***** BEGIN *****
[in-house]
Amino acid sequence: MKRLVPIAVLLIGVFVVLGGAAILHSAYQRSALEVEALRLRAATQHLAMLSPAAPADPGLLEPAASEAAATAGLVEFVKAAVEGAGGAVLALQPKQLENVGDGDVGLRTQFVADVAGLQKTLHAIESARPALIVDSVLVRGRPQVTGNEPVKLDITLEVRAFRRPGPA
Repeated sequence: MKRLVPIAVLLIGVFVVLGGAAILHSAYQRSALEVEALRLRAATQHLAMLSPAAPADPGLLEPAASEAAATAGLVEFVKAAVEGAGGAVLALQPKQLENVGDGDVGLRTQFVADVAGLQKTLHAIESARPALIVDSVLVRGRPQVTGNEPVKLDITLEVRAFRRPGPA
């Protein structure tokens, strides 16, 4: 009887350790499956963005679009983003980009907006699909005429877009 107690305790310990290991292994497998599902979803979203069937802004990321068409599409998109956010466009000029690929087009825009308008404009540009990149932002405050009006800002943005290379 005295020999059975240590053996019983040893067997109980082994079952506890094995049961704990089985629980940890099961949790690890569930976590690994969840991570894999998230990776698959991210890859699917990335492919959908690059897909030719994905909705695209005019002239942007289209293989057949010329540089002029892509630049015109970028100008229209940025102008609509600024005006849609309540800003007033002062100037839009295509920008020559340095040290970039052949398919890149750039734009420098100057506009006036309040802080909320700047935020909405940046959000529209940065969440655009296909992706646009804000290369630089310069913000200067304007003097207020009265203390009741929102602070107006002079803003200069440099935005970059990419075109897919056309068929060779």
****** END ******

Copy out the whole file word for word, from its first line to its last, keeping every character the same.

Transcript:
[in-house]
Amino acid sequence: MKRLVPIAVLLIGVFVVLGGAAILHSAYQRSALEVEALRLRAATQHLAMLSPAAPADPGLLEPAASEAAATAGLVEFVKAAVEGAGGAVLALQPKQLENVGDGDVGLRTQFVADVAGLQKTLHAIESARPALIVDSVLVRGRPQVTGNEPVKLDITLEVRAFRRPGPA
Repeated sequence: MKRLVPIAVLLIGVFVVLGGAAILHSAYQRSALEVEALRLRAATQHLAMLSPAAPADPGLLEPAASEAAATAGLVEFVKAAVEGAGGAVLALQPKQLENVGDGDVGLRTQFVADVAGLQKTLHAIESARPALIVDSVLVRGRPQVTGNEPVKLDITLEVRAFRRPGPA
């Protein structure tokens, strides 16, 4: 009887350790499956963005679009983003980009907006699909005429877009 107690305790310990290991292994497998599902979803979203069937802004990321068409599409998109956010466009000029690929087009825009308008404009540009990149932002405050009006800002943005290379 005295020999059975240590053996019983040893067997109980082994079952506890094995049961704990089985629980940890099961949790690890569930976590690994969840991570894999998230990776698959991210890859699917990335492919959908690059897909030719994905909705695209005019002239942007289209293989057949010329540089002029892509630049015109970028100008229209940025102008609509600024005006849609309540800003007033002062100037839009295509920008020559340095040290970039052949398919890149750039734009420098100057506009006036309040802080909320700047935020909405940046959000529209940065969440655009296909992706646009804000290369630089310069913000200067304007003097207020009265203390009741929102602070107006002079803003200069440099935005970059990419075109897919056309068929060779």